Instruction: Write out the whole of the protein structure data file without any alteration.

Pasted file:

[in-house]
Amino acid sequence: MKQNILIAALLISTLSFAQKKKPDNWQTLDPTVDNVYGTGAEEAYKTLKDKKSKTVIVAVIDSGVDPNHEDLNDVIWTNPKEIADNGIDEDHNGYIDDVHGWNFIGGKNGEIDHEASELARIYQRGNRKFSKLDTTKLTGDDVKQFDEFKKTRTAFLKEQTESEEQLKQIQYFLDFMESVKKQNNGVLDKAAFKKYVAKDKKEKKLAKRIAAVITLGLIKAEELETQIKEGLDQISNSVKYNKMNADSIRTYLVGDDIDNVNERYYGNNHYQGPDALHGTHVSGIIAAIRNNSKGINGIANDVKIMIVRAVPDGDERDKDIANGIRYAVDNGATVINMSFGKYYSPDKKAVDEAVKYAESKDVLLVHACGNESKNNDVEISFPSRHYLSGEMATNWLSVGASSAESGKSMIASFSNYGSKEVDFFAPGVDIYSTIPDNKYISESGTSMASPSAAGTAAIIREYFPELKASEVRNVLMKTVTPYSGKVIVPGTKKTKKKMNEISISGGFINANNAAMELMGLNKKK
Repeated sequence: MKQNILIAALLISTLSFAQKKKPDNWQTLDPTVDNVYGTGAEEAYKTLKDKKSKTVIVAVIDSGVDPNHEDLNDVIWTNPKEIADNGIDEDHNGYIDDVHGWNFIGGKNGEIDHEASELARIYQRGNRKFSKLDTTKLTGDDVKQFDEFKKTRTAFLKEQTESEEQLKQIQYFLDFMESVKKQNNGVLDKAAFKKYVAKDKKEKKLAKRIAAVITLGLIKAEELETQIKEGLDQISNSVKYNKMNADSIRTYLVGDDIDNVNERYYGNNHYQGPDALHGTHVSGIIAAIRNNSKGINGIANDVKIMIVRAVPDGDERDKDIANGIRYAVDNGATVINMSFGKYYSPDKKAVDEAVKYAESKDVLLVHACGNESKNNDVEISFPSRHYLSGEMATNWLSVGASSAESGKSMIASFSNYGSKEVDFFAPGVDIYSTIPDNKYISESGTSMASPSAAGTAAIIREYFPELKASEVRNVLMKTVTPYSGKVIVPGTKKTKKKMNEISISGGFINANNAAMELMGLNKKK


[in-house]
Amino acid sequence: MKQNILIAALLISTLSFAQKKKPDNWQTLDPTVDNVYGTGAEEAYKTLKDKKSKTVIVAVIDSGVDPNHEDLNDVIWTNPKEIADNGIDEDHNGYIDDVHGWNFIGGKNGEIDHEASELARIYQRGNRKFSKLDTTKLTGDDVKQFDEFKKTRTAFLKEQTESEEQLKQIQYFLDFMESVKKQNNGVLDKAAFKKYVAKDKKEKKLAKRIAAVITLGLIKAEELETQIKEGLDQISNSVKYNKMNADSIRTYLVGDDIDNVNERYYGNNHYQGPDALHGTHVSGIIAAIRNNSKGINGIANDVKIMIVRAVPDGDERDKDIANGIRYAVDNGATVINMSFGKYYSPDKKAVDEAVKYAESKDVLLVHACGNESKNNDVEISFPSRHYLSGEMATNWLSVGASSAESGKSMIASFSNYGSKEVDFFAPGVDIYSTIPDNKYISESGTSMASPSAAGTAAIIREYFPELKASEVRNVLMKTVTPYSGKVIVPGTKKTKKKMNEISISGGFINANNAAMELMGLNKKK
Repeated sequence: MKQNILIAALLISTLSFAQKKKPDNWQTLDPTVDNVYGTGAEEAYKTLKDKKSKTVIVAVIDSGVDPNHEDLNDVIWTNPKEIADNGIDEDHNGYIDDVHGWNFIGGKNGEIDHEASELARIYQRGNRKFSKLDTTKLTGDDVKQFDEFKKTRTAFLKEQTESEEQLKQIQYFLDFMESVKKQNNGVLDKAAFKKYVAKDKKEKKLAKRIAAVITLGLIKAEELETQIKEGLDQISNSVKYNKMNADSIRTYLVGDDIDNVNERYYGNNHYQGPDALHGTHVSGIIAAIRNNSKGINGIANDVKIMIVRAVPDGDERDKDIANGIRYAVDNGATVINMSFGKYYSPDKKAVDEAVKYAESKDVLLVHACGNESKNNDVEISFPSRHYLSGEMATNWLSVGASSAESGKSMIASFSNYGSKEVDFFAPGVDIYSTIPDNKYISESGTSMASPSAAGTAAIIREYFPELKASEVRNVLMKTVTPYSGKVIVPGTKKTKKKMNEISISGGFINANNAAMELMGLNKKK